Tuesday, March 12, 2013

The Land of Lost Intervals

Ever had one of those days where just about everything that could go wrong did go wrong. This is how my day seems to be going to today.

The story is long – actually too long so I will only share the lost interval portion with everyone.

Early this morning Megan and I headed to the PDS track so I can finish my last hard workout. This was to be my final tune up before my marathon on Sunday. I am not sure why but I am dreading doing this workout. The weather was warm and humid with a steady drizzle of rain falling on us.

We make one pass around the track before I start my 6 x 800s with quarter recovery.

If sluggishness were water, I could fill a swimming pool with it.

A few weeks ago, I did a similar type of workout and could only average 2:45 to 2:46. I guess part of my hesitation in doing this workout falls back to the "Yasso 800" theory. The minutes and seconds of my 800s would equate to the hours and minutes of my potential marathon time. Honestly, I really don't need to know this info. I would rather be surprised on race day. If someone could tell me right now what I would run on race day, I would have a hard time deciding if I would disappointed or relieved. This is why I run the marathon. To see what I am made of.

Back to the story, I take off on the first 800. Two laps fly by and my body feels like it is struggling to come up to speed. I click my Garmin – 2:46. Ugh, I was hoping for something faster. The effort was present but there was no turnover in my legs.

I take my quarter recovery and head off on the second 800 interval. Again two laps pass. This time I click my Garmin and it says 2:43. Ah, this is definitely better but not nearly enough.

I come around to finish the third interval. This time my Garmin says 2:42. This is still not perfect, but I am definitely getting happier with the result.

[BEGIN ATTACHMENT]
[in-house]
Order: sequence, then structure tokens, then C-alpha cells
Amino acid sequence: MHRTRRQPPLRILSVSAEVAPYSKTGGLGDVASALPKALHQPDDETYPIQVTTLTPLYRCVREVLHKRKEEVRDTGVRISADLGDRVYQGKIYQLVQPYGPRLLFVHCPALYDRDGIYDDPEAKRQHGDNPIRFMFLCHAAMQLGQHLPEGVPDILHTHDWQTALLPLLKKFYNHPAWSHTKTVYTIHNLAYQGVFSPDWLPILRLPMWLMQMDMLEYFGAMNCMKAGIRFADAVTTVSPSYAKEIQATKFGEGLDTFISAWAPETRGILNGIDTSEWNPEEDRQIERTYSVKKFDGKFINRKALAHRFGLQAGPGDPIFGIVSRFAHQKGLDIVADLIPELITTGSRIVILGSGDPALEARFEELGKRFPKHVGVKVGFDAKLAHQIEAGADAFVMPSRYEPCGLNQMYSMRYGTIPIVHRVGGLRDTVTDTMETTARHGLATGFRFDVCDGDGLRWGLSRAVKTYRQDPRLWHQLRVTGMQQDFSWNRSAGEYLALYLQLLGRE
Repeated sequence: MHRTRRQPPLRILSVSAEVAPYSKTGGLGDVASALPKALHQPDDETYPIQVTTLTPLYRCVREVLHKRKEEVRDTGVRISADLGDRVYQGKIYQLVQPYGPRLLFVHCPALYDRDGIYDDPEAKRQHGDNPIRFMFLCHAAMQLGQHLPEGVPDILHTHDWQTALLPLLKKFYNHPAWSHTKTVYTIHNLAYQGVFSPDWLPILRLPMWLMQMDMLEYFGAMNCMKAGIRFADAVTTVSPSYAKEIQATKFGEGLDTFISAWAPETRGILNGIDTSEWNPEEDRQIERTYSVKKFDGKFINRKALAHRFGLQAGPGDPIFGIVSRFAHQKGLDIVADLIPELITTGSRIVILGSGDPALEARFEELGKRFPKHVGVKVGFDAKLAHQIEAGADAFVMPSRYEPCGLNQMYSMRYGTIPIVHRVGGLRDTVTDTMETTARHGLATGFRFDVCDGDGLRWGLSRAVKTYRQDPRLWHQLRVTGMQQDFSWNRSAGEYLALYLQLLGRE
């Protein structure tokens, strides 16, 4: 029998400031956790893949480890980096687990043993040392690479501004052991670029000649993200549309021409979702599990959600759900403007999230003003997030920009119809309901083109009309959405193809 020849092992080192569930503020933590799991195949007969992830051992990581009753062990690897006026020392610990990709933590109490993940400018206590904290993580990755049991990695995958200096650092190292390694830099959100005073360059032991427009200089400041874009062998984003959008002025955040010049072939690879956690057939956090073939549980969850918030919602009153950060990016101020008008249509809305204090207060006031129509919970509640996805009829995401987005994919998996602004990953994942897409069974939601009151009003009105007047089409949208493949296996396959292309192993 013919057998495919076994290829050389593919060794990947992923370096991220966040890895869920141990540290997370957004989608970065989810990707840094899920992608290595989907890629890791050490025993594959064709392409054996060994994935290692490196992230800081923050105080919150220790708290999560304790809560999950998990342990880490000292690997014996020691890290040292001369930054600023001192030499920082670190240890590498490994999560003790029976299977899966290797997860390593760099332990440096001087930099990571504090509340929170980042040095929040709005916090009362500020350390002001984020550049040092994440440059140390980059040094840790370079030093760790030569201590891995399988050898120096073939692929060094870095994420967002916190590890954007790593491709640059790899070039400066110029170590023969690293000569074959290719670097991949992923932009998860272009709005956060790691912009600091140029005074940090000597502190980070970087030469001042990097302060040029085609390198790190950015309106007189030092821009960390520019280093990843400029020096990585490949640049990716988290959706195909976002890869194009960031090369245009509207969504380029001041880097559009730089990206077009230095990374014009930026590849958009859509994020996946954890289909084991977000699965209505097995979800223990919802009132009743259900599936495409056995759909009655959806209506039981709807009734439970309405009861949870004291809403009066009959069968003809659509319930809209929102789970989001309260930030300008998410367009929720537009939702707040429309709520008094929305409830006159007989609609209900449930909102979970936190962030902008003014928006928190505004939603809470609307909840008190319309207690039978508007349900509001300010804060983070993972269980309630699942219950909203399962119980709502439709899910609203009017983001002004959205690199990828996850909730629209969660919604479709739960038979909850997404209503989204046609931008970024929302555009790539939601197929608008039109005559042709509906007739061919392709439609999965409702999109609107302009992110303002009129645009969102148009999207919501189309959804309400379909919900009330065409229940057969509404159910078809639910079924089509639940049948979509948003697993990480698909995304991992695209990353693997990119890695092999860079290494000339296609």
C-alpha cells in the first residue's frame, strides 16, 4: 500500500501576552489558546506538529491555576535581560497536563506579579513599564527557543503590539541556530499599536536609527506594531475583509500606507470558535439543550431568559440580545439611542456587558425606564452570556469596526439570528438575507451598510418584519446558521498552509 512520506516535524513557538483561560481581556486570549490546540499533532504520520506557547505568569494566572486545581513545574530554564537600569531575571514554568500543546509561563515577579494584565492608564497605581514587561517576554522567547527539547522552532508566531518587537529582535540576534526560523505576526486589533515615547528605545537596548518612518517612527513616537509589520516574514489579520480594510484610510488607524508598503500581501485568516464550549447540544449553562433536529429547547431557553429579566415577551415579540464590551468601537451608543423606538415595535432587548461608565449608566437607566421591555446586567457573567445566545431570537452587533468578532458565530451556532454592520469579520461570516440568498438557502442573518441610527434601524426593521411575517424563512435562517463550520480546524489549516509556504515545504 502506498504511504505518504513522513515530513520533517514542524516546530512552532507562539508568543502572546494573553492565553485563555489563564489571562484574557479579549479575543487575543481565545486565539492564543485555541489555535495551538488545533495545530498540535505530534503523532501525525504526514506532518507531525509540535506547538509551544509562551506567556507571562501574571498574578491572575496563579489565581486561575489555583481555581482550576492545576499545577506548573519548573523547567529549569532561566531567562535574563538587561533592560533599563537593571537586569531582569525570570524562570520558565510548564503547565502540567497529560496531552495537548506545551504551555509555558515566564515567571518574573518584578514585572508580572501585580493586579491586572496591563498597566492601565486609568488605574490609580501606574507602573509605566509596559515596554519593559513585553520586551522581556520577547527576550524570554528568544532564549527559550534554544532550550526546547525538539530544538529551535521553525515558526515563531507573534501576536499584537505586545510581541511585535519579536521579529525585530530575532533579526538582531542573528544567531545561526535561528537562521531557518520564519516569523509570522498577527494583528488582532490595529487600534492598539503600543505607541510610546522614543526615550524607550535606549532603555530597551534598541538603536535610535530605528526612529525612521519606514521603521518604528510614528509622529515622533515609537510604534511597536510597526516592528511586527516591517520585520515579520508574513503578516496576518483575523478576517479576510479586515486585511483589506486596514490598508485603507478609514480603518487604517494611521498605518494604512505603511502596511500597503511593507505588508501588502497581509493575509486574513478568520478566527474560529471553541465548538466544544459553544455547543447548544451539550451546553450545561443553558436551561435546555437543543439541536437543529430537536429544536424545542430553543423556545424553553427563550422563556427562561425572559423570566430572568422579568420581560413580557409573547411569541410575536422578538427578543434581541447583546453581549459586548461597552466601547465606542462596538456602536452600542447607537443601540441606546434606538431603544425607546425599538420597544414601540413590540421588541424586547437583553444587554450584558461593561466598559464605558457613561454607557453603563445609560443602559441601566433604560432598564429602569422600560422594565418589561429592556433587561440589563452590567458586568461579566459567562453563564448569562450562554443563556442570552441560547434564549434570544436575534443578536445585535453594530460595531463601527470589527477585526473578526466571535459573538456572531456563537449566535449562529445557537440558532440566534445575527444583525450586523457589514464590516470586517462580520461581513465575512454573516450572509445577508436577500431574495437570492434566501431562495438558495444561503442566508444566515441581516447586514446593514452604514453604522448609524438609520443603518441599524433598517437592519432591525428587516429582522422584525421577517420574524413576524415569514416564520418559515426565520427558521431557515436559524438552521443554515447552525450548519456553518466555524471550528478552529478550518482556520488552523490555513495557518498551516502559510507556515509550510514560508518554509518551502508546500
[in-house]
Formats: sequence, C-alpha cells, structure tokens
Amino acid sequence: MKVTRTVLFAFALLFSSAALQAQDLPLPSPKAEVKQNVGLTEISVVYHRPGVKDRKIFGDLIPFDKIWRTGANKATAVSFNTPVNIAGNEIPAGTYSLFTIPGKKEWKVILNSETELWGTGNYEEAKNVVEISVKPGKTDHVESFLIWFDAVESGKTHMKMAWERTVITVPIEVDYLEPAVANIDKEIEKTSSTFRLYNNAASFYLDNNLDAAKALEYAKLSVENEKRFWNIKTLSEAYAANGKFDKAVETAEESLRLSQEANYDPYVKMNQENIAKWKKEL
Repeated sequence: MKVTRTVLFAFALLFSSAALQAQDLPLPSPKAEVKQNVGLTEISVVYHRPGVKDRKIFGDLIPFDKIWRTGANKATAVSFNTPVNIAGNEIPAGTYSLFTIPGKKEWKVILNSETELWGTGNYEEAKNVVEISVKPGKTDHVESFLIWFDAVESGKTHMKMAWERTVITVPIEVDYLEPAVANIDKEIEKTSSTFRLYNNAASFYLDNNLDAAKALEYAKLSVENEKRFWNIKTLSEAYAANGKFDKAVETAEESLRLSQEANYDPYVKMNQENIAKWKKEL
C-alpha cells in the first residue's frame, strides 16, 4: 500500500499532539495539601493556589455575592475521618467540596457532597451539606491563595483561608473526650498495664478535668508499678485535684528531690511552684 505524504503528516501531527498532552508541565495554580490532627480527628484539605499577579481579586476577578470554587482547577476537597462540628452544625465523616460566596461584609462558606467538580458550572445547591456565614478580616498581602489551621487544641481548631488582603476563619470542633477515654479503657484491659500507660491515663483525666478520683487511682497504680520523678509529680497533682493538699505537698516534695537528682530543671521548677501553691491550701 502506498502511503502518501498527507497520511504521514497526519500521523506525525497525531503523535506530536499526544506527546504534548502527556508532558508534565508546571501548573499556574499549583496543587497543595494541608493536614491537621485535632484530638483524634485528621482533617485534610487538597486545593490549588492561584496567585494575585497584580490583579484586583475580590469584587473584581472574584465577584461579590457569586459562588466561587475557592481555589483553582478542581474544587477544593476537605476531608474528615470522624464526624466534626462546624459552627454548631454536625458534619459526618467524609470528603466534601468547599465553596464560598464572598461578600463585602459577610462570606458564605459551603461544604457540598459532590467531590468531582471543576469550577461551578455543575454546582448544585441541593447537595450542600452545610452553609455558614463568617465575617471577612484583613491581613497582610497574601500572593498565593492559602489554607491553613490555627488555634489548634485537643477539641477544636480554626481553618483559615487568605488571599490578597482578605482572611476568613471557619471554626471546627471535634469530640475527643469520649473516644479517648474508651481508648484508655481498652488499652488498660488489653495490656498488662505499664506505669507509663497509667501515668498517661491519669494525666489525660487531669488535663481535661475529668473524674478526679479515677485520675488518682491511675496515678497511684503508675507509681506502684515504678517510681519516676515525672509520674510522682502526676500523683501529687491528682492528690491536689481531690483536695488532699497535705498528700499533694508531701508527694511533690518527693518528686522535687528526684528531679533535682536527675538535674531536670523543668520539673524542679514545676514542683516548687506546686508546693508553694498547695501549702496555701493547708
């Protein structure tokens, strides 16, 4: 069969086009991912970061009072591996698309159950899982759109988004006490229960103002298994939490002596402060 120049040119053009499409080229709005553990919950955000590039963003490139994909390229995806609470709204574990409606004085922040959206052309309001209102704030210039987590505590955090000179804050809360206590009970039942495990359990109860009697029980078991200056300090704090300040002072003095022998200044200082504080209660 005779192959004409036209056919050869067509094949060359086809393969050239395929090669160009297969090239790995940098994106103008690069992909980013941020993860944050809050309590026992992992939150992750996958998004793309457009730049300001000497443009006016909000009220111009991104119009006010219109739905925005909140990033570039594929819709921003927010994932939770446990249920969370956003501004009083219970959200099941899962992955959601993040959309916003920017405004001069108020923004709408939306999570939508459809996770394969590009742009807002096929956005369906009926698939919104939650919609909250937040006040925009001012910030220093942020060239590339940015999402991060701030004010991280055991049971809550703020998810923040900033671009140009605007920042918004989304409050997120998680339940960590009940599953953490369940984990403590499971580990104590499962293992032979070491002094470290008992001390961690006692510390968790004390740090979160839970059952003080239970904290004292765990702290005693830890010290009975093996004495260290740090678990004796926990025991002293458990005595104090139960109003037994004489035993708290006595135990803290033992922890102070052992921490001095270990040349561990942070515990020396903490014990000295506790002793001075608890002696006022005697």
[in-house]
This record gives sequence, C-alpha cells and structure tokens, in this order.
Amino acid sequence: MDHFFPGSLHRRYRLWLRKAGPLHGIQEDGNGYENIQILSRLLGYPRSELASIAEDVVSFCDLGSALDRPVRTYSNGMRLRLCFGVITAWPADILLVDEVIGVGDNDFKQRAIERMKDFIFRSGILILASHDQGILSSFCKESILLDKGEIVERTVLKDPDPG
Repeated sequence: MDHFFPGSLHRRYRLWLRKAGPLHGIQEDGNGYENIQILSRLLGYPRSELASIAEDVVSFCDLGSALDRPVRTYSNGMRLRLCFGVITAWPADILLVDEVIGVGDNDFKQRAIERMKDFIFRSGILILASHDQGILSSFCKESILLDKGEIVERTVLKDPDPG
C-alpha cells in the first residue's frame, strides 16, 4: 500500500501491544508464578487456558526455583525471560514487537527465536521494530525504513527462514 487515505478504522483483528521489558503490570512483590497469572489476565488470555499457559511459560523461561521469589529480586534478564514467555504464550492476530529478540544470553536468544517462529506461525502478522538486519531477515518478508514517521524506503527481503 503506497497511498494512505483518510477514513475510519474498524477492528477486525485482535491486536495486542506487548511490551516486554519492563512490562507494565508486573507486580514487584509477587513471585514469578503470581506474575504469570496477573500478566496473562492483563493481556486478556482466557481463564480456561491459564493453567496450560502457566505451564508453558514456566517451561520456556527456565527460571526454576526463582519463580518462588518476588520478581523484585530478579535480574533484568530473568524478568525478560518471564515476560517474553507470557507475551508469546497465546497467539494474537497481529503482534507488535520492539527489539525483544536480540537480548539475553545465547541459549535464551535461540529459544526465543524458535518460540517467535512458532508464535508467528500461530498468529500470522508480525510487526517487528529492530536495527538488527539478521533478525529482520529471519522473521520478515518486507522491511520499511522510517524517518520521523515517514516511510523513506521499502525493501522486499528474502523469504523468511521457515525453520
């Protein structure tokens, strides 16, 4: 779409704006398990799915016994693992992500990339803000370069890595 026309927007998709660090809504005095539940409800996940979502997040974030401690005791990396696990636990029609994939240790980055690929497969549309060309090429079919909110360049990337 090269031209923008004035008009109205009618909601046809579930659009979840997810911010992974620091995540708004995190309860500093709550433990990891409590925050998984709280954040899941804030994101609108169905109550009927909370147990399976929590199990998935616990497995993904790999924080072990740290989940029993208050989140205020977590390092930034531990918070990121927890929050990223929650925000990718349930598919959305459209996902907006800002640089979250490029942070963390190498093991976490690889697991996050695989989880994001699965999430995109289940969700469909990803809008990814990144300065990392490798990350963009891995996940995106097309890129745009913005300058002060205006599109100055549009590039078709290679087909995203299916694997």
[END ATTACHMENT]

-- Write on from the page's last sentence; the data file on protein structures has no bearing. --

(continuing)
I hit my lap button to start the fourth interval, and I am digging up the track to make this the fastest one so far. For two laps, I am pumping my arms and churning my legs and listening to pretty much the absence of any steady breathing. I came around to finish the second lap and attempt to hit my Garmin split button. Nothing happens. I try pressing it again. Again, nothing happened. I try pressing the "start" button thinking that I stopped it instead of hitting the lap button. Still nothing happened. I jogged along trying to catch my breath and figure out my Garmin troubles. Finally, I try to cut if off and back on. This seems to have done the trick but I lost my fourth interval. I no idea how much time, effort and energy was expended on it. Possibly this was my best and fastest interval of the day, and it is forever doomed to the land of lost intervals.

I could not ponder the issue to longer. A quarter mile goes by quickly even when I am jogging.

If I was never going to figure out the fourth interval, I was going to make doubly sure intervals 5 and 6 were good ones.

I went hard on 5. My legs felt wobbly after the first quarter. I wanted badly to slow up but I didn't. Elapse time for the fifth 800 was 2:41. The recovery seems to fly by again. Everyone can get it up for the last one. Right? I pushed hard from the start. I could feel my legs wanting to quit. My breathing was heavy. I could feel the wind blowing into my face coming down the front stretch and at my back going in the opposite direction. I remind myself that it was only 2 laps. I can suffer through anything for 2 laps.

I clicked my Garmin lap split. The time was 2:40. Nice.

The week of OBX last fall, I ran this exact same workout. Every interval I ran between 2:45 to 2:46. On race day I ran 2 hours and 46 minutes. This morning, I started at 2:46 and finished at 2:40.

What does this mean?

My guess, it means I could run anywhere between 2:40 and 2:46 with the most likely time being around 2:43. When I consider that I ran Myrtle Beach in 1:17. Using the standard marathon math abstraction, my projected time would be 2 hours and 44 minutes

Now, comes the hard part. On Sunday, I have to go out and prove that I am capable of doing this marathon in this range.

Wish me luck,


 

Sharing one thought at time,

The Cool Down Runner


 

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